In another development, Lam said she would consider reorganising the city's Executive Council, its de facto cabinet, but would wait until protests had ended.
Protesters believe the police refusal to issue a permit for Sunday's march was an attempt to limit their numbers as some residents would be fearful of arrest for participating. Winnie the Pooh, Guy Fawkes and other characters have come out in force in defiance of a government ban on face coverings at public gatherings. In Tsim Sha Tsui a long line of protesters linked hands, all wearing a facade of Xi's smiling face.
The demonstration took place in a commercial district on the Kowloon Peninsula, despite police declaring the march illegal. One activist urinated onto the police gate.
A water cannon truck and armored vehicle led a column of dozens of police vans down Nathan Road, a major artery lined with shops, stopping frequently to spray liquid tinted blue as they moved to clear the road of protesters and barricades.
In its letter of objection, the police cited violent incidents stemming from earlier protests.
At one point, the water cannon sprayed a handful of people standing outside a mosque. Police said hitting the building was an accident.
Organizers said they wanted to use their right to protest, as guaranteed by the city's constitution despite the risk of arrest. Chinese banks including ICBC and the Bank of China were torched and had glass windows smashed up.
Protesters also targeted shops they consider pro-Beijing.
The company removed a smartphone app from the App Store last week that allowed protesters in Hong Kong to track police, but only a day after Chinese state media criticized the company for providing the app.
"We never rob. We don't forgive".
"There is sympathy between these minorities which do not have enough political space to express themselves" but "that does not mean that we are going to have a common strategy", said Vilanova of the ANC. An explosive device was also detonated by police that had been rigged among broken bricks in the middle of a street. The movement began in June over an extradition proposal from mainland China.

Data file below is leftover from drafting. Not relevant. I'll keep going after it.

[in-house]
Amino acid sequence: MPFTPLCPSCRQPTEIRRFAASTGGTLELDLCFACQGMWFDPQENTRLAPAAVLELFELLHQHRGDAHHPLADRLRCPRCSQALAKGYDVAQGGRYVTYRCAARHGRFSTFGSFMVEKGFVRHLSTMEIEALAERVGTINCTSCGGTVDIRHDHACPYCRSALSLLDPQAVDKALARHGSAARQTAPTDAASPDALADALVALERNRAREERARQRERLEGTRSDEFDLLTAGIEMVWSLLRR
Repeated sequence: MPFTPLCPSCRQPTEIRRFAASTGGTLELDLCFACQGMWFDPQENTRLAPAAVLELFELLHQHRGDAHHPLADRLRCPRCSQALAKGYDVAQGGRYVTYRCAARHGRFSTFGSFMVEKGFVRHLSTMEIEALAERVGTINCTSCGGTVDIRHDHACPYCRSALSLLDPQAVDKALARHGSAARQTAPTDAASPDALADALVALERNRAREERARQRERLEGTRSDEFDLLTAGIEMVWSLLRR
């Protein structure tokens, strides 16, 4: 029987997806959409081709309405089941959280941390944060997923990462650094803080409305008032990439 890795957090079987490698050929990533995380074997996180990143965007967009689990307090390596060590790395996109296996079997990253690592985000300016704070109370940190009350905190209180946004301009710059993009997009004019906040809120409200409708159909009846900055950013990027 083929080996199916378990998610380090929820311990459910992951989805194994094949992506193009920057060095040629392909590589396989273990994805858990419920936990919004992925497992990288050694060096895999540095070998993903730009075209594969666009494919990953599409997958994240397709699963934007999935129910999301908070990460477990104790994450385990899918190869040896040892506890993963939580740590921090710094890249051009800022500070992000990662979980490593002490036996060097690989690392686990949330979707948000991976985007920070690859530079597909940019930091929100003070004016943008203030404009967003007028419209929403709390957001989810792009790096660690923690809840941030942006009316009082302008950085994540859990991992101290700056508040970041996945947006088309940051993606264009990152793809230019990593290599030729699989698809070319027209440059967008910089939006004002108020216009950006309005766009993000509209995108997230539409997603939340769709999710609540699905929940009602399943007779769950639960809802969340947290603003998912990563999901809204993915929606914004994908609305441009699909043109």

In recent weeks pro-democracy supporters have badly beaten people who vocally disagree with them - although those fights tend to be spontaneous outbursts of mob anger during protests.
The crisis in the Chinese-ruled city is the worst since the handover and poses the biggest popular challenge to China's President Xi Jinping since he took power. A witness told local broadcaster RTHK that the assailant shouted afterward that Hong Kong is "a part of China" and other pro-Beijing messages. "If we stayed silent, the government would continue to walk all over us", 50-year-old protester Giggs Wan said before the march.
He said there is no reason to keep people from hiding their faces, and that he wants to defend Hong Kong's freedom of speech.
The controversial China extradition bill was withdrawn in early September but the movement has morphed into a wider campaign for greater democracy and against alleged police brutality.
Thousands of people, including families with children, have previously defied police to stage mass rallies without permission.
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